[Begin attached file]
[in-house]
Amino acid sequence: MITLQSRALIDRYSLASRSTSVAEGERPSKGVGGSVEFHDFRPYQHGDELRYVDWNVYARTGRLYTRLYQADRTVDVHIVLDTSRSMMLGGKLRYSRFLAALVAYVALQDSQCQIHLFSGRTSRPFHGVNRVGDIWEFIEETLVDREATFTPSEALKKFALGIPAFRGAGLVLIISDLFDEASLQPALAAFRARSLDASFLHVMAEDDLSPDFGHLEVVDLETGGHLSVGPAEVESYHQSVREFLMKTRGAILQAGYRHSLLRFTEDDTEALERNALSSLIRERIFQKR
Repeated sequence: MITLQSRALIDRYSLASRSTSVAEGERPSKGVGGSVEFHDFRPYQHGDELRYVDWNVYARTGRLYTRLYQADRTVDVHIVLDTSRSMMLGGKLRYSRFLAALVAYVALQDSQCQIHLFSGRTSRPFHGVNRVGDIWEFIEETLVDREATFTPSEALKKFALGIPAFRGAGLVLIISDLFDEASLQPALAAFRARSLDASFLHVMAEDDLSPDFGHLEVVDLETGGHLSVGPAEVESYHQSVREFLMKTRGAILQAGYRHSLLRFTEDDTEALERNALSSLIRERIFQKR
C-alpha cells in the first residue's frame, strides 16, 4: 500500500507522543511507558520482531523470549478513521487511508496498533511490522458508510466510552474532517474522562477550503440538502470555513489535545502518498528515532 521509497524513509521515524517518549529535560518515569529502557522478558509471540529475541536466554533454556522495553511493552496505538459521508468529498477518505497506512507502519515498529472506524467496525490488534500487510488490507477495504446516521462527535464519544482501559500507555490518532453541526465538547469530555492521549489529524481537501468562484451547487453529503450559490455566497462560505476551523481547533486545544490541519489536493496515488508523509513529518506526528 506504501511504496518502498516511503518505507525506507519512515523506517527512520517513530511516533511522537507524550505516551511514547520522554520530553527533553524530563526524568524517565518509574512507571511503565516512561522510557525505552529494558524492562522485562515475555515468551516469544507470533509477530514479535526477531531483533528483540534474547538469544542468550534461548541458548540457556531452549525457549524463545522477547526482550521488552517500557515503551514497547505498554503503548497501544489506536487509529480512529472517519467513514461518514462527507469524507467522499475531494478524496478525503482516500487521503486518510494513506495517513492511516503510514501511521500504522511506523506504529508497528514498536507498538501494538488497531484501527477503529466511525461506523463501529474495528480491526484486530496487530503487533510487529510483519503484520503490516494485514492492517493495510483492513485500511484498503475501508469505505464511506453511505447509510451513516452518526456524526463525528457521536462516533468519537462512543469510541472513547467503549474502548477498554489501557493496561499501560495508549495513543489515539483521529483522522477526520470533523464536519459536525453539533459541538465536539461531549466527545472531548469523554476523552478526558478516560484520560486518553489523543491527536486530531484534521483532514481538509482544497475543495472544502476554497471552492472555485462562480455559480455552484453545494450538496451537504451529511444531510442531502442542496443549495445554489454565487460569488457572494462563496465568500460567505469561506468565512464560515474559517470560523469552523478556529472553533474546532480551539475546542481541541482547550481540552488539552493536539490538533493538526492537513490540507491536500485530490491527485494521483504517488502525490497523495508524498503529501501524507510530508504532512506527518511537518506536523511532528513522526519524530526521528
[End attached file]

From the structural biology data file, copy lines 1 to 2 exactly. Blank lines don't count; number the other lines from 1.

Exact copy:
[in-house]
Amino acid sequence: MITLQSRALIDRYSLASRSTSVAEGERPSKGVGGSVEFHDFRPYQHGDELRYVDWNVYARTGRLYTRLYQADRTVDVHIVLDTSRSMMLGGKLRYSRFLAALVAYVALQDSQCQIHLFSGRTSRPFHGVNRVGDIWEFIEETLVDREATFTPSEALKKFALGIPAFRGAGLVLIISDLFDEASLQPALAAFRARSLDASFLHVMAEDDLSPDFGHLEVVDLETGGHLSVGPAEVESYHQSVREFLMKTRGAILQAGYRHSLLRFTEDDTEALERNALSSLIRERIFQKR